Contesting for the sake of getting the disc back

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#1

I'm seeing this trend a lot lately, and I'm hoping they are just isolated incidents and not changing the culture of ultimate.

Example:
Offensive player (new to the game) catches the disc near the end zone just before the goal line, defender clearly calls "not in" as they had the best perspective. Player who caught the disc attempts pass to teammate, disc hits the turf. Offensive player (experienced player) from halfway down the field tells teammate that they were in (had no perspective to make such call), and says "just contest anyways it so we get the disc back". The offensive team did not want to resolve the call by sorting out what actually happened, just to "contest it" to avoid a turnover.

Really? Just contest it anyways? 
In a self-refereed sport, the foul/contest system is crucial to ensure the integrity of the game, but for an experienced player to command a newer player on their team to "contest" for the sake of getting the disc back seems horribly wrong. I hope this isn't a common occurrence (I'm a 13 year veteran of the VUL), but I've only started seeing this lately. 

 

Well, since it's not your point, I won't go into detail about how the offense misapplied the rules.  But going by the book, their strategy is nonsense.

Yes, that's a pretty irresponsible thing to say.

Part of the issue *is* how the offence misapplied the rules. A more solid understanding of the rules would have probably avoided the situation altogether. I guess my main concern is seeing a new generation of ultimate players who have all been taught to "contest everything" and ignore the rules, because you'll always get the disc back. 

From how you've written it, I don't know that a more solid understanding of the rules is the issue here. It sounds to me like the experienced player has a solid understanding, and is using that understanding to manipulate the ruleset to their advantage.

That's me using a lot of words to spell "cheating."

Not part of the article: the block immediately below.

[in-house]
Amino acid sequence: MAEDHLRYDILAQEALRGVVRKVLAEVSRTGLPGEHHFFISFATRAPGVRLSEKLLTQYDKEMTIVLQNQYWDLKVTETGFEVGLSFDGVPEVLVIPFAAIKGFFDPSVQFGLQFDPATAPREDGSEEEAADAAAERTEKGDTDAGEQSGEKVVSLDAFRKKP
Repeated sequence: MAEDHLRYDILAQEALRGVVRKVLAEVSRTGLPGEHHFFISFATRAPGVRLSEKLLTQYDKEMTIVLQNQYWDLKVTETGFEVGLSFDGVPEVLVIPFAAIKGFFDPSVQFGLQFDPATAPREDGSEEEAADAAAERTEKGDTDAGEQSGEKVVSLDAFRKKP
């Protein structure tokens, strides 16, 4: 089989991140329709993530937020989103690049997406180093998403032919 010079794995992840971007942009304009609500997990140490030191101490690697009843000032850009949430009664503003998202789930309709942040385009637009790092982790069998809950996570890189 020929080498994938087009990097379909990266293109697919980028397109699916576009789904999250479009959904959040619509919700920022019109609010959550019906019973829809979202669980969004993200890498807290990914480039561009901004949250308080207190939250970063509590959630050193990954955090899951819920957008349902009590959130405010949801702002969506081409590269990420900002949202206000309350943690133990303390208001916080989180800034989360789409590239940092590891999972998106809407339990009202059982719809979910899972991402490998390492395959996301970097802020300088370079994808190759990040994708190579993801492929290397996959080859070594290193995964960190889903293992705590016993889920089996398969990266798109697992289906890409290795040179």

Well, you see what I'm getting at.  You can only "contest" infraction calls; there was no infraction and no infraction call here.  The offense could potentially regain the disc if they force a dispute (XVI.D) but there's no reason why it should come to that, because best perspective should rule on whether the disc was caught in the endzone, the person who is articulating an opposing view is not even in a position to claim best perspective, and XI.C prescribes a turnover even then.

 

Playing devil's advocate, I want to point out that the "experienced player" may genuinely believe in his perspective.  And he may consider returning the disc to his teammate to be a fair and sportsmanlike compromise between a goal and a turnover.  When he dismissively says, "contest, so we get it back anyways," that may be his way of saying, "we deserve a goal, but it's fine, let's just take it back to the thrower and play on."

 

I think it's still a tremendously irresponsible thing to say, especially as someone others look to as an example of how to apply the rules, but let's give him the benefit of the doubt on the "cheating" brand.

"Player who caught the disc attempts pass to teammate, disc hits the turf."
Surely that act (acknowledgement to play on, and thereafter playing on) makes a contest call obsolete? (Or maybe it matters if the disc wasn't checked in following the discussion - if D saying "not in" counts as a break in play.) I don't know the rule off-hand but a turnover seems like the logical conclusion to this play.
 

Rule XI.C specifically addresses this scenario, Womble. In brief, the act of throwing the disc doesn't matter to the resolution.  The only thing that matters is whether the players agree or disagree on whether the disc was caught in the endzone before the throw.  Following the rules, since there was disagreement on whether the player had scored, the result SHOULD have been a turnover.  But the "experienced player" clearly did not know this rule (among others).

 

  1. If a player scores according to XI.A, but then unknowingly throws another pass, a goal is awarded to that player, regardless of the outcome of the pass. However, if it is unclear if the player scored according to XI.A (i.e., there is no agreement on the player who hadbest perspective, and there are opposing view points on the play), the result of the pass stands.

Like @atanarjuat said, rule XI.C specifically addresses it.

The player throwing it by the endzone is the player acknowledging they didn't score it. Thus the continuation throw should stand.